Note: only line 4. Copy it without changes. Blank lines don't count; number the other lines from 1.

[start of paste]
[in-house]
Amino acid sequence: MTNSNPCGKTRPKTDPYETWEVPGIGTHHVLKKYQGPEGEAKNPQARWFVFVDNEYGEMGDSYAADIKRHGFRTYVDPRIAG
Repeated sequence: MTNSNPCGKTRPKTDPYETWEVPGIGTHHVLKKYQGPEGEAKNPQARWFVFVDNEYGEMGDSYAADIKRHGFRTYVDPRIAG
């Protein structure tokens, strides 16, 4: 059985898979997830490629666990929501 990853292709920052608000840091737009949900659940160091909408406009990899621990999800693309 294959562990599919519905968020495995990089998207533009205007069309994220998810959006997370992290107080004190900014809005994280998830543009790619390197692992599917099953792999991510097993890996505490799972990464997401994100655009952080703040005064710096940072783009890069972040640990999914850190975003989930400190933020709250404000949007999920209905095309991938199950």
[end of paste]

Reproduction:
């Protein structure tokens, strides 16, 4: 059985898979997830490629666990929501 990853292709920052608000840091737009949900659940160091909408406009990899621990999800693309 294959562990599919519905968020495995990089998207533009205007069309994220998810959006997370992290107080004190900014809005994280998830543009790619390197692992599917099953792999991510097993890996505490799972990464997401994100655009952080703040005064710096940072783009890069972040640990999914850190975003989930400190933020709250404000949007999920209905095309991938199950």